EBM BioQ: A smart way to measure and manage biodiversity
Biodiversity is under threat from human activities and pressures, such as pollution, overexploitation, invasive species and climate change.
Current methods for assessing and reporting biodiversity are often limited and inconsistent. They often fail to capture the complexity and functionality of ecosystems, and the services they provide to humans and nature.
How we can help
The Ecosystem-Based Management tool for Biodiversity Quantification (EBM BioQ) allows you to measure, compare and manage biodiversity and the functionality of different ecosystems in a holistic and transparent way.
It is based on the concept of ecosystem-based management (EBM), which considers the whole ecosystem.
To achieve a net-positive impact on biodiversity, it is essential to use this concept as a benchmark. Let it guide assessments and project decisions based on historical biodiversity, often in comparison to an undisturbed reference site or a specific point in time. EBM BioQ is available as a DHI service or can be integrated into any organisation’s reporting framework to supplement your biodiversity efforts.
How it works
EBM BioQ uses baseline information on species and ecosystem levels, derived from scientific data and expert knowledge. It provides a comprehensive overview of ecosystem components and their functions, such as:
- the diversity and abundance of marine life, from plankton to fish to mammals
- the structure of habitats, such as coral reefs, seagrass beds and mangroves
- the productivity and resilience of ecosystems, such as their ability to produce food and oxygen, and cope with disturbances
- the delivery and value of ecosystem services, such as climate regulation, coastal protection and recreation
Calculating the EBM BioQ score
EBM BioQ measures and monitors the state of biodiversity at different scales and dimensions.
It consists of three pillars that, combined gives an EBM BioQ score. The score indicates the state of biodiversity at a sampling station relative to a reference state. The higher the score, the more diverse and healthy the ecosystem.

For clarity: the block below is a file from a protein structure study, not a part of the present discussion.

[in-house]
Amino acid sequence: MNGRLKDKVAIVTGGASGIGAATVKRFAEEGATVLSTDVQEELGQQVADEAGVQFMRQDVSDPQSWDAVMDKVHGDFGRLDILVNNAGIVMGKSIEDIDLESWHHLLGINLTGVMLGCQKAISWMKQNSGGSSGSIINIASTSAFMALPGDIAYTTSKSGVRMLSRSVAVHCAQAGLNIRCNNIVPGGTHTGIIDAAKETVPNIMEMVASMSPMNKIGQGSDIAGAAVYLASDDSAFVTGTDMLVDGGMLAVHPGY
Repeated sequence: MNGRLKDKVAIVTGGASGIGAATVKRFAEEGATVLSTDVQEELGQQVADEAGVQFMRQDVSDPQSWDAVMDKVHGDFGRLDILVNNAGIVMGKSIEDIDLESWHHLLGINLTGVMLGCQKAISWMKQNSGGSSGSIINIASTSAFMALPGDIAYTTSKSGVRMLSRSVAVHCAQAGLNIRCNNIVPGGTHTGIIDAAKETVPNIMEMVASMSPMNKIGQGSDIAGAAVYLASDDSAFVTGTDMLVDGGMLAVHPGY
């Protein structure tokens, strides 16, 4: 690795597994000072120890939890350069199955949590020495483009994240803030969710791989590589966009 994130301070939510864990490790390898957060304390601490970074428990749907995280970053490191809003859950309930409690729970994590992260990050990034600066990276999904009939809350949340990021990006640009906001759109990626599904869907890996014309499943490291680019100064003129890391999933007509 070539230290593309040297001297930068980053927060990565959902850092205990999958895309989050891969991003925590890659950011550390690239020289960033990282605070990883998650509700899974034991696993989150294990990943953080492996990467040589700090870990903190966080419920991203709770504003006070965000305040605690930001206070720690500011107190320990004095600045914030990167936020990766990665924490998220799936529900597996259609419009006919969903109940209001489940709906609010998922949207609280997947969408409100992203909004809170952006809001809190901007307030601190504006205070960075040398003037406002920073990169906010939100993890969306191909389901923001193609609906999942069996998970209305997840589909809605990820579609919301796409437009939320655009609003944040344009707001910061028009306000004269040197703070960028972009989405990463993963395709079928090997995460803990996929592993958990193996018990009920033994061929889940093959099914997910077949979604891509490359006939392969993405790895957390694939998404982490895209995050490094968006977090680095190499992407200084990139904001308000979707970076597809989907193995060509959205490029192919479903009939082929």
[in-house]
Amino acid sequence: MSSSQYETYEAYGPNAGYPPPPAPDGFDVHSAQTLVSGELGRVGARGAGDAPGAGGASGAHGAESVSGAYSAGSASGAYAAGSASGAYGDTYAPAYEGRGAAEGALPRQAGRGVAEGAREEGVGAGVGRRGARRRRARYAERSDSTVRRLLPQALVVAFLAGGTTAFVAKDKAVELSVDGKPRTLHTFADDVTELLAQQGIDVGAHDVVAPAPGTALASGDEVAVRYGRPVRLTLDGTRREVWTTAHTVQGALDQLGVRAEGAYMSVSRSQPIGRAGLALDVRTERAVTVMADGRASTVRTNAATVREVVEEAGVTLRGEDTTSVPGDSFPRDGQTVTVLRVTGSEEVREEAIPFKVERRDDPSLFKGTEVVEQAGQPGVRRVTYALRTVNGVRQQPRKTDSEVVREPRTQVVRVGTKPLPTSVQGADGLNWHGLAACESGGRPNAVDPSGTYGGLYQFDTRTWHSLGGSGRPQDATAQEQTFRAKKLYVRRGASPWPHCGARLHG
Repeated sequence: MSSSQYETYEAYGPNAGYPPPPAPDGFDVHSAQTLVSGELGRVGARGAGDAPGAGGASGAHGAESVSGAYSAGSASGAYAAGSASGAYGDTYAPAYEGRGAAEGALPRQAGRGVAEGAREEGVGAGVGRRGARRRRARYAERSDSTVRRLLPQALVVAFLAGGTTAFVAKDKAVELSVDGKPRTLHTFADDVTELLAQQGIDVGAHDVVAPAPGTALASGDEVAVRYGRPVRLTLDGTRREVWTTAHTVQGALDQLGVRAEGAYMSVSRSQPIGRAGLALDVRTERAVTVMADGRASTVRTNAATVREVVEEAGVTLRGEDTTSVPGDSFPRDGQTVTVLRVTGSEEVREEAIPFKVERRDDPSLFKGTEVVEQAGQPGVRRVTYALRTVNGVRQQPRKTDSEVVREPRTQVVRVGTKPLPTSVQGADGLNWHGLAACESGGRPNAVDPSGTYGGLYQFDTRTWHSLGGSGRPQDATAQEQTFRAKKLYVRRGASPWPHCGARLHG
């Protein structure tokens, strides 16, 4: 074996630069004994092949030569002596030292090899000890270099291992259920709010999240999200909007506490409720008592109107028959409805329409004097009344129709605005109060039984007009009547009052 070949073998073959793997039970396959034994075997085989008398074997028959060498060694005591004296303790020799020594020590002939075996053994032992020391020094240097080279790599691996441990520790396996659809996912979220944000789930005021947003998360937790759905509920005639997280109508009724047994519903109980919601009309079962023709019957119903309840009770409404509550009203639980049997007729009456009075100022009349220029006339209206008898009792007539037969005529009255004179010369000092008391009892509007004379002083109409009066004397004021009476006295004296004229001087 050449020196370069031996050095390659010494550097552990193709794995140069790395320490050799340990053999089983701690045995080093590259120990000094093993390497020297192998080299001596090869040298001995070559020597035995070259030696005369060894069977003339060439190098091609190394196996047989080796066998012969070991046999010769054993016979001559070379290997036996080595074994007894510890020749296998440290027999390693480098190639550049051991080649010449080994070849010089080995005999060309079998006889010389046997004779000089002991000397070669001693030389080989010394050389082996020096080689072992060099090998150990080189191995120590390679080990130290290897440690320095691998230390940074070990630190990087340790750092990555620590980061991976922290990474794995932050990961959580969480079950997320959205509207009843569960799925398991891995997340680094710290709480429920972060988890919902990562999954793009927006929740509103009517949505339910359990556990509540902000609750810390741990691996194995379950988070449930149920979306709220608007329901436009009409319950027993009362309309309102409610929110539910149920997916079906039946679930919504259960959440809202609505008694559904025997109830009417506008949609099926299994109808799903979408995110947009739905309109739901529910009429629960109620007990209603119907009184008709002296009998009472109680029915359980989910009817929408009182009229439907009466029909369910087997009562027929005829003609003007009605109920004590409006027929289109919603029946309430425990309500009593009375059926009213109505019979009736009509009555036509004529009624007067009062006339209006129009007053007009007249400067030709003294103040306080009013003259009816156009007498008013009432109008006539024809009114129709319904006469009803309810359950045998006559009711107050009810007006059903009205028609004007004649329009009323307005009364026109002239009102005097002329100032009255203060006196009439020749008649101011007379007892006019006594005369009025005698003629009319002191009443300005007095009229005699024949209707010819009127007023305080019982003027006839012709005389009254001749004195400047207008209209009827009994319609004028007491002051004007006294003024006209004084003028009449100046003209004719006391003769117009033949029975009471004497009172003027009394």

Each pillar reflects a different aspect of biodiversity and its role in ecosystem functioning.
The three pillars of the EBM BioQ score
Measures the number and variety of species in an ecosystem. It can be calculated using indices that describe the abundance or richness of species.
Measures the roles and interactions of species in an ecosystem. It can be calculated based on the ecological traits that describe the species contained in the ecosystem. The indices considered for this pillar can give information about the productivity and stability of ecosystem processes.
Measures the connections and dependencies among species in an ecosystem. It can be calculated using indices that describe the complexity or resilience of ecosystem networks.
Use EBM BioQ to:
Measure and monitor biodiversity performance
- Map the sites of conservation activities
- Analyse the threats and pressures on biodiversity
- Assess the condition and trends of biodiversity and habitats
- Evaluate the contribution towards and support of ecosystem services
Identify risks and opportunities
- Manage the impacts and risks of biodiversity loss by taking actions such as mitigation, adaptation and compensation
- Explore the potential of nature-based solutions
- Conduct or contribute to low-emission and climate-resilient development (LECRD) and scenario analyses
Set targets and transition plans
- Formulate targets and transition plans aligned with global net-zero and nature-positive results
- Advise on mitigation strategies for enhancing biodiversity
- Provide industry analyses and benchmarking that compare the performance with other ecosystems
Communicate efforts to stakeholders
- Draft sustainability reports
- Conduct or contribute to state-of-the-art monitoring and reporting schemes
Watch how EBM BioQ can help
In this free webinar you will learn how you can use the ecosystem-based management analysis framework EBM BioQ to evaluate the broader effects of biodiversity actions in an ecosystem context.
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